Optimization Algorithms and Equilibrium Analysis for Dynamic Resource Allocation
2012-01-31
to derive necessary and sufficient conditions for many desirable properties of a prediction market mechanism such as proper scoring, truthful...set can be non - convex or non -connected. Our method is based on approximating a quadratic social utility optimization problem (QP) and showing that...In [2], we present a convex optimization framework that unifies these seemingly unrelated models for centrally organizing contingent claims
An improved particle swarm optimization algorithm for reliability problems.
Wu, Peifeng; Gao, Liqun; Zou, Dexuan; Li, Steven
2011-01-01
An improved particle swarm optimization (IPSO) algorithm is proposed to solve reliability problems in this paper. The IPSO designs two position updating strategies: In the early iterations, each particle flies and searches according to its own best experience with a large probability; in the late iterations, each particle flies and searches according to the fling experience of the most successful particle with a large probability. In addition, the IPSO introduces a mutation operator after position updating, which can not only prevent the IPSO from trapping into the local optimum, but also enhances its space developing ability. Experimental results show that the proposed algorithm has stronger convergence and stability than the other four particle swarm optimization algorithms on solving reliability problems, and that the solutions obtained by the IPSO are better than the previously reported best-known solutions in the recent literature.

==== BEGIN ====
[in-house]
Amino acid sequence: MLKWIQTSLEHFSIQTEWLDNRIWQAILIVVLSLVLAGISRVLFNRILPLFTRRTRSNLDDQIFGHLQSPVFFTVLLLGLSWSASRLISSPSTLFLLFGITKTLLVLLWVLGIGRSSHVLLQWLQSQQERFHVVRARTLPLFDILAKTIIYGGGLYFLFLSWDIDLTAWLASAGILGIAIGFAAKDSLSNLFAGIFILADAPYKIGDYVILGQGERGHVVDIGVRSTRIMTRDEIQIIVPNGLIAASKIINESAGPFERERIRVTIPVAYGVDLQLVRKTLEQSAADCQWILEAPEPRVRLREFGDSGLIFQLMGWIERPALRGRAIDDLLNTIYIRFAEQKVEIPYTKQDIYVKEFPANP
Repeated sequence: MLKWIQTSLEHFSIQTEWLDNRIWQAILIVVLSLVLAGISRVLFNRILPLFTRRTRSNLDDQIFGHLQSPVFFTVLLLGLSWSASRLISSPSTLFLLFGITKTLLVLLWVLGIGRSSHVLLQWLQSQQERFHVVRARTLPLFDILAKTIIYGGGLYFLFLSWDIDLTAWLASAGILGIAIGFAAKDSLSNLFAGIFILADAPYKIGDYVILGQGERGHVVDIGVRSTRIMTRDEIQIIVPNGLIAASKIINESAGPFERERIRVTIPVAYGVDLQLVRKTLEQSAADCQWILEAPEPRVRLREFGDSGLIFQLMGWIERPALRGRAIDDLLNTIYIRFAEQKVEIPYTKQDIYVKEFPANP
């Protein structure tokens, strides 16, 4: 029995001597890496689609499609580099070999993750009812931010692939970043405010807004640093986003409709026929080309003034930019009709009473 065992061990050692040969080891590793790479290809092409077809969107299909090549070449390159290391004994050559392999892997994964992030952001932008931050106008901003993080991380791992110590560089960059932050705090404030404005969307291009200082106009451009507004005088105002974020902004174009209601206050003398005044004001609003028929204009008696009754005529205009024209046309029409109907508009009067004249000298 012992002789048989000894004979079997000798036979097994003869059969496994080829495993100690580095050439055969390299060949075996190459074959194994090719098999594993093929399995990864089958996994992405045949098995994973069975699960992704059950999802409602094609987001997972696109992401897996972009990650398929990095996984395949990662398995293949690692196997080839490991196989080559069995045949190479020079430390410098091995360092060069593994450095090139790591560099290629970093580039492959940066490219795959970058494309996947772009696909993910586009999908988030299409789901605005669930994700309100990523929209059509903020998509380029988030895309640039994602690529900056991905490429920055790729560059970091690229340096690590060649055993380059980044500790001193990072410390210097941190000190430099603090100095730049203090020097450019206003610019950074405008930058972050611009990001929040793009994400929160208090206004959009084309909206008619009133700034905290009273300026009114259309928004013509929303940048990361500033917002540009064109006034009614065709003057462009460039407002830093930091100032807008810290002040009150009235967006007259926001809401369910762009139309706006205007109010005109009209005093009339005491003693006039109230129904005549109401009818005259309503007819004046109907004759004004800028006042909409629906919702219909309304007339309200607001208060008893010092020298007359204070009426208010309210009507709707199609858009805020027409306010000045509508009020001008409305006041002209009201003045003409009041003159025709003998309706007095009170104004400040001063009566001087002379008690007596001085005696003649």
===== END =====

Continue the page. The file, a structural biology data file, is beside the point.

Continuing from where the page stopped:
Convex recoloring as an evolutionary marker.
Frenkel, Zeev; Kiat, Yosef; Izhaki, Ido; Snir, Sagi
2017-02-01